Please use this identifier to cite or link to this item:
|Title:||Feminine sexual subjectivities: Bodies, agency and life history|
Discipline of Behavioural and Social Sciences in Health
|Citation:||Bryant, J. & Schofield, T. (2007). Feminine sexual subjectivities: Bodies, agency and life history. Sexualities, 10(3), 321-340. The final, definitive version of this paper has been published in Sexualities, vol. 10, iss. 3, 2007 by SAGE Publications Ltd, All rights reserved. © 2007.|
|Abstract:||The relationship between discourse, sex and the body has attracted sustained interest from scholars in sociology and cultural studies over the last twenty years. It is only recently, however, that sociological analyses of sexuality have begun to explore the specificity of the body and its relationship to human agency. This work suggests that, far from serving as a passive surface upon which sexual scripts are inscribed, the body in sexual action is itself a dynamic force in generating sexual subjectivities. This is related to the way that the praxeological aspects of sex are always corporeal and that corporeality is indivisibly related to individual agency. The specific configuration of sexual practices is central to the making of sexual identities. Indeed, it is through such a configuration that the sexual subject is brought into being. Yet human agency is a central feature of the process, rendering it a project that develops over time. Such an idea is particularly relevant to feminists who are concerned with the way that feminine sexual subjectivity can be theorised as active and desiring. This paper explores the way in which the body is implicated in sex practice and the making of active feminine sexual subjectivities. In doing so, it draws on qualitative data collected from life history interviews with eighteen women.|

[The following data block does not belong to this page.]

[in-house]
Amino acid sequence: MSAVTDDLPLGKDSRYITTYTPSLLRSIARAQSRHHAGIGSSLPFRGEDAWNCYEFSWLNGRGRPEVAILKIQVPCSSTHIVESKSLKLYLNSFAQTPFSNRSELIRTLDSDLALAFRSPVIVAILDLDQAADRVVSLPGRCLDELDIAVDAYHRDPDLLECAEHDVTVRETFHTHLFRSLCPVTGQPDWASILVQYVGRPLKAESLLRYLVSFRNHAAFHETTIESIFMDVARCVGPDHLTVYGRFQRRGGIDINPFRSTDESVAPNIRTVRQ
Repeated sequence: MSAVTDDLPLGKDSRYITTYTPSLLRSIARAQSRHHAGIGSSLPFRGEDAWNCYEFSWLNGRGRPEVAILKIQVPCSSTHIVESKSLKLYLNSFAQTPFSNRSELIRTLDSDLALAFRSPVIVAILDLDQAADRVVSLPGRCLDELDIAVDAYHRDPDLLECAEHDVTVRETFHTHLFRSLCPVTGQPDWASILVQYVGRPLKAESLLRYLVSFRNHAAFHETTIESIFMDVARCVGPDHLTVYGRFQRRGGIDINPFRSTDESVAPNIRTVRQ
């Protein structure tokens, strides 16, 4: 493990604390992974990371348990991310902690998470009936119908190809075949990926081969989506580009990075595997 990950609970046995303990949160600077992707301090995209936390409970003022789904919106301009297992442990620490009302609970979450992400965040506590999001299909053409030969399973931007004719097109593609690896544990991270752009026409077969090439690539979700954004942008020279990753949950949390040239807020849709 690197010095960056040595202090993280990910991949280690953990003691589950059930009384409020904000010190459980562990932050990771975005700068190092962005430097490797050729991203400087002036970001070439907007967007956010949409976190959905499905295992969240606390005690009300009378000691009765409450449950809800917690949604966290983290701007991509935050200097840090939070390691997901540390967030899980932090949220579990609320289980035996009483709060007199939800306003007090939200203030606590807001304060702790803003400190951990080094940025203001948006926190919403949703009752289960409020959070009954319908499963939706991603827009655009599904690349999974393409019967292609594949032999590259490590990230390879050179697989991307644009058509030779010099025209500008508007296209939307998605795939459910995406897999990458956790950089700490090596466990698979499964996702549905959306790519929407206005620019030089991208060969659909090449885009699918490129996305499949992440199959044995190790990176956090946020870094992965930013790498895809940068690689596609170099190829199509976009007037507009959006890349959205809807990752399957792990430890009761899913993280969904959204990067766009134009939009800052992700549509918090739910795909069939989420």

|Department/Unit/Centre:||Discipline of Behavioural and Social Sciences in Health|
|Type of Work:||Article|
|Appears in Collections:||Research Papers and Publications. Behavioural and Social Sciences in Health|
This work is protected by Copyright. All rights reserved. Access to this work is provided for the purposes of personal research and study. Except where permitted under the Copyright Act 1968, this work must not be copied or communicated to others without the express permission of the copyright owner. Use the persistent URI in this record to enable others to access this work.
|T-Schofield-2007-Feminine.pdf||89.55 kB||Adobe PDF||View/Open|
Items in Sydney eScholarship Repository are protected by copyright, with all rights reserved, unless otherwise indicated.